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Election

A glimpse of the 42nd Canadian Federal Election

By Allen Walter, 25 Sep, 2015
  • A glimpse of the 42nd Canadian Federal Election

The 2015 election is filled with as much uncertainty as what the country’s 42nd cast of Parliamentarians will face in the months ensuing.

Prime Minister Stephen Harper ushered in the longest election campaign of the country’s modern history when he dropped the writ on August 2, 78 days prior to the election.

The political landscape is shifting, structurally, with the addition of 30 seats in the House of Commons, the inclusion of two party leaders on their first federal campaign trails, and an exodus of politicians all interposed on brooding issues surrounding a receding economy, challenged environment, and national and foreign policy initiatives at diametric odds with Canadian civil liberties.

The 2015 federal general election is filled with as much uncertainty as what the country’s 42nd cast of Parliamentarians will face in the months ensuing.

The House expands

Democratic Reform Minister Tim Uppal presented a report that showed, to support the work of the new Members of Parliament (MPs), it will cost $19.3 million plus an additional $15.2 million just to hold the actual elections on October 19, when polls open for voting.

Under the Fair Representation Act, Ontario will receive 15 new seats, Alberta and British Columbia, six each, and Quebec, three. The changes will be so substantial that nearly every district in Canada will be altered or affected in some way, whether minute or large. Only a few dozen of the original 308 ridings will be untouched, two of which sit in B.C.’s northern parts.

Richard Johnston, Canada research chair in public opinion, elections and representation, said, “If you transpose the 2011 vote to the 2015 boundaries, a large expansion of the Conservative majority can be identified.” In the NDP-held Burnaby-Douglas riding, for instance, a large piece of the Conservative voting base situated in North Vancouver will bleed into this riding, making it more competitive. Though, Johnston also indicated that the vote is up for grabs in the ridings created in Metro Vancouver and the Greater Toronto Area.

Incumbents and running

The Harper Conservatives have formed government since 2006, which includes two minorities and the most recent majority where they won 166 seats in the House. That number has since reduced to 159.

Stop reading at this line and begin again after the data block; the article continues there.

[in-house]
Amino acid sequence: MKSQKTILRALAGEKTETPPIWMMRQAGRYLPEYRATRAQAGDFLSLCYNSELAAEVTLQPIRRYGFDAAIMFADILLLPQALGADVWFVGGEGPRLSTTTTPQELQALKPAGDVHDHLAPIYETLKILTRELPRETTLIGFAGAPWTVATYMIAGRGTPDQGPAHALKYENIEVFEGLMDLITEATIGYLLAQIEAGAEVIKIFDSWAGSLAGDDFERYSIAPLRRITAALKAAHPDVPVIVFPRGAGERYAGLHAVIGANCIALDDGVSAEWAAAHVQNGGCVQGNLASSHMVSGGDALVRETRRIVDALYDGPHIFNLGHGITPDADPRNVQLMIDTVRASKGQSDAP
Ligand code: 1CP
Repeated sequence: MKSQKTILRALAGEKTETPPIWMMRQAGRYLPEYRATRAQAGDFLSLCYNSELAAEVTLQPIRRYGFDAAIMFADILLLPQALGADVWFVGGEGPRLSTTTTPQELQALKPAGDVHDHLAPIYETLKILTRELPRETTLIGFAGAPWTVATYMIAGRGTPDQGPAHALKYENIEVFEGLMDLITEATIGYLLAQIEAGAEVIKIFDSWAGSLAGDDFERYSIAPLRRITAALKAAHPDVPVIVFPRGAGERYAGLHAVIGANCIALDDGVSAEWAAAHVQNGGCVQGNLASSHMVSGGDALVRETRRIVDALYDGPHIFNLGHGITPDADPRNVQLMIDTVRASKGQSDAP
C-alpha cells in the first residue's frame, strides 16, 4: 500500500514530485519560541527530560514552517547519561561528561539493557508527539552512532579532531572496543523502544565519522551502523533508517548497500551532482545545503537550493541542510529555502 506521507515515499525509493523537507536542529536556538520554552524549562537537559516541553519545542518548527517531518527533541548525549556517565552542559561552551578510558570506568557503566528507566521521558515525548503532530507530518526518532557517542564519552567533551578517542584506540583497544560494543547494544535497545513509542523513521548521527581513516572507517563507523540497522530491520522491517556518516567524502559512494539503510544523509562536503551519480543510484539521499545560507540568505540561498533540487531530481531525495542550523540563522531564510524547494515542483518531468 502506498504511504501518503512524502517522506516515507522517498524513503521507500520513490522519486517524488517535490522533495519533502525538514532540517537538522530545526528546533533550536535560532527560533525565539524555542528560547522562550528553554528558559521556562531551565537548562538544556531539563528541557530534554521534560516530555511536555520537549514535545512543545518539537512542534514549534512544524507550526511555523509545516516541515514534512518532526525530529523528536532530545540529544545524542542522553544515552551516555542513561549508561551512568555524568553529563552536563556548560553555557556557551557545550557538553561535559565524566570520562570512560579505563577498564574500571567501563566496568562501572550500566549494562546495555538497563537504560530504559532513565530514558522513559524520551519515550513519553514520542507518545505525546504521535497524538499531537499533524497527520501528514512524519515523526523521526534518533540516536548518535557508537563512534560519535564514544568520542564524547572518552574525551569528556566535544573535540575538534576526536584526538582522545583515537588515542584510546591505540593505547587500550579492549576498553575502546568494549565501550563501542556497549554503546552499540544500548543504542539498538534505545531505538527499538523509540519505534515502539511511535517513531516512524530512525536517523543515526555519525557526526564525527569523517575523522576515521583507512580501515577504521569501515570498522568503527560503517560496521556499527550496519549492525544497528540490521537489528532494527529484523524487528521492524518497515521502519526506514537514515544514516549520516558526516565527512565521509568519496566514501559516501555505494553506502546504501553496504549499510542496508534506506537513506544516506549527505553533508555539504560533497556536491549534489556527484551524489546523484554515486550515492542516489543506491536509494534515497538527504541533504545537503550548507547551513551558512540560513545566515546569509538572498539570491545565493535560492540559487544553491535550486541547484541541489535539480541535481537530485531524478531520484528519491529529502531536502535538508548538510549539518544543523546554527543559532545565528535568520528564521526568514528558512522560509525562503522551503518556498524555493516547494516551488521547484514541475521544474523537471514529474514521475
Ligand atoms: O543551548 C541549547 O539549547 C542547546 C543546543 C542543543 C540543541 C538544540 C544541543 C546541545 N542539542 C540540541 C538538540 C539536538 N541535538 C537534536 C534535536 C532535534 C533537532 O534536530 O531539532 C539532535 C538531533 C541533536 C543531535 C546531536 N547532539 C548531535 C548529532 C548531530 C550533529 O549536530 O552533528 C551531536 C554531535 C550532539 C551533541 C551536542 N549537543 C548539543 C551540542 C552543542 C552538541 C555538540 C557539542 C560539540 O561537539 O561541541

The upcoming election will see an exodus of Conservative incumbents, just over 30, who will not be seeking re-election in this election. Peter MacKay - who held nearly a handful of high profile portfolios in national defence and foreign affairs prior to his current position in justice. As well, the sudden resignation of John Baird, which prompted a carousel of ministers in prime cabinet positions.

Appointments are Harper’s way of signalling approval; a grant of upward mobility is the Prime Minister’s tactic that keeps members in line. But this partisanship came to bite the Conservatives when the Senate spending scandal emerged and which now sits in court with Mike Duffy - a Conservative Senator and Harper appointee - having to defend against allegations of fraud and breach of trust. And Duffy wasn’t the only Canadian senator wrapped up in legal battles, which have since prompted myriad discussions by politicians and party leaders regarding Senate reform.

But, as UBC’s Johnston states, “In the case of the government, it’s all out there, it’s all happened already.” This is the advantage and baggage the Conservatives have as government.

Harper’s Conservatives are also a fundraising machine, something which may have played into Harper’s reasoning to drop the writ as early as he did. As Johnston stated, the Conservatives are simply more efficient at raising money. “They have raised about twice as much as other parties.”

The Conservatives propose to protect the tax-free savings account, extend a permanent home renovation tax credit as well as a tax-free RRSP withdrawal limits of up to $35,000 for first-time home buyers.


Safety and security is another pillar in the Conservative agenda, historically, and in 2015, it is no different, especially following the incidents that claimed the lives of Corporal Nathan Cirillo and Warrant Officer Patrice Vincent in October 2014. The Tories have proposed protections against terrorism, part and parcel of this is the banning of travel to known terrorist zones. But nothing strikes as far-reaching as Bill C-51.

The bill passed with Liberal support in May of this year. In broad terms, the legislation provides police with powers labelled as preventative arrest, increases in investigative reach, and scope of the Canadian Security Intelligence Service and the criminalization of the promotion of terrorism.

While critics have raised issues over the lack of oversight in lieu of such expansive powers granted to federal agencies, the Conservatives remain steadfast that the legislation that exists in C-51 is necessary to protect the public against terrorist actions.
However, whether tax breaks, credits and policies on public safety and security are enough to maintain the blue tide of support as realized in 2011 remains to be seen.

Leading the Orange Wave
 

The fiery Tom Mulcair demonstrated in Question Period and other calculated moments that he was up to the task of leading the Official Opposition, playing foil to Harper’s Conservative machine. Mulcair’s opposition has challenged the Conservative regime on the economy, the government’s jobs record and position on anti-terrorism policy, all the while extending a NDP-centric platform that contains conventional investment strategy and left-leaning initiatives.